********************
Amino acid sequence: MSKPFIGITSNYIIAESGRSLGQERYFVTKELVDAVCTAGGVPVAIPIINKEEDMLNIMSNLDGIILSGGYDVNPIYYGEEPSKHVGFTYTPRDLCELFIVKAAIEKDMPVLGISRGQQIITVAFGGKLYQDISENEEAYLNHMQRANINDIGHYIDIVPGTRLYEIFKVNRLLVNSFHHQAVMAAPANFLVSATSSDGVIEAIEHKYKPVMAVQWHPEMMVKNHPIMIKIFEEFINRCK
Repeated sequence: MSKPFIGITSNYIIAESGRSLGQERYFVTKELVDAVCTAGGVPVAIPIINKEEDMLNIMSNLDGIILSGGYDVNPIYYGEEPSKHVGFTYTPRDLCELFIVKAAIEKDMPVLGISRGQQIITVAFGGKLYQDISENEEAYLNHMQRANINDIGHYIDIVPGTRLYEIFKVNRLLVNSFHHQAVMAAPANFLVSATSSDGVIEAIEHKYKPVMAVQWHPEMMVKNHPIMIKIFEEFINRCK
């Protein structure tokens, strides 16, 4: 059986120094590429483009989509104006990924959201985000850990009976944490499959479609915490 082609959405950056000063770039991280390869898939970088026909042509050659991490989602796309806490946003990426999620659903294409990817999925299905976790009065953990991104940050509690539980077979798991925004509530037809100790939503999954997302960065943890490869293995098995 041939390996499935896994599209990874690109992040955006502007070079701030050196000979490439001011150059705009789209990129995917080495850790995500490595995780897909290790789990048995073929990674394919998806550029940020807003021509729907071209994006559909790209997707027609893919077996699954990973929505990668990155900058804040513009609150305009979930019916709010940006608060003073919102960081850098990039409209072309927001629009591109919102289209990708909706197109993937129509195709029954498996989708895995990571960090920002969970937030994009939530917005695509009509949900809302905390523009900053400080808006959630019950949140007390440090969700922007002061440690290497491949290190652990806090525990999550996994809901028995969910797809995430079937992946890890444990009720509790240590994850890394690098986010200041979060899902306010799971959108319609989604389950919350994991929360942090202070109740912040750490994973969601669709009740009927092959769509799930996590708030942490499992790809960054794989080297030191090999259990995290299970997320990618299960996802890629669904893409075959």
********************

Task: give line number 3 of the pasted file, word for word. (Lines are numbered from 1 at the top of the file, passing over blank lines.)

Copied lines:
């Protein structure tokens, strides 16, 4: 059986120094590429483009989509104006990924959201985000850990009976944490499959479609915490 082609959405950056000063770039991280390869898939970088026909042509050659991490989602796309806490946003990426999620659903294409990817999925299905976790009065953990991104940050509690539980077979798991925004509530037809100790939503999954997302960065943890490869293995098995 041939390996499935896994599209990874690109992040955006502007070079701030050196000979490439001011150059705009789209990129995917080495850790995500490595995780897909290790789990048995073929990674394919998806550029940020807003021509729907071209994006559909790209997707027609893919077996699954990973929505990668990155900058804040513009609150305009979930019916709010940006608060003073919102960081850098990039409209072309927001629009591109919102289209990708909706197109993937129509195709029954498996989708895995990571960090920002969970937030994009939530917005695509009509949900809302905390523009900053400080808006959630019950949140007390440090969700922007002061440690290497491949290190652990806090525990999550996994809901028995969910797809995430079937992946890890444990009720509790240590994850890394690098986010200041979060899902306010799971959108319609989604389950919350994991929360942090202070109740912040750490994973969601669709009740009927092959769509799930996590708030942490499992790809960054794989080297030191090999259990995290299970997320990618299960996802890629669904893409075959």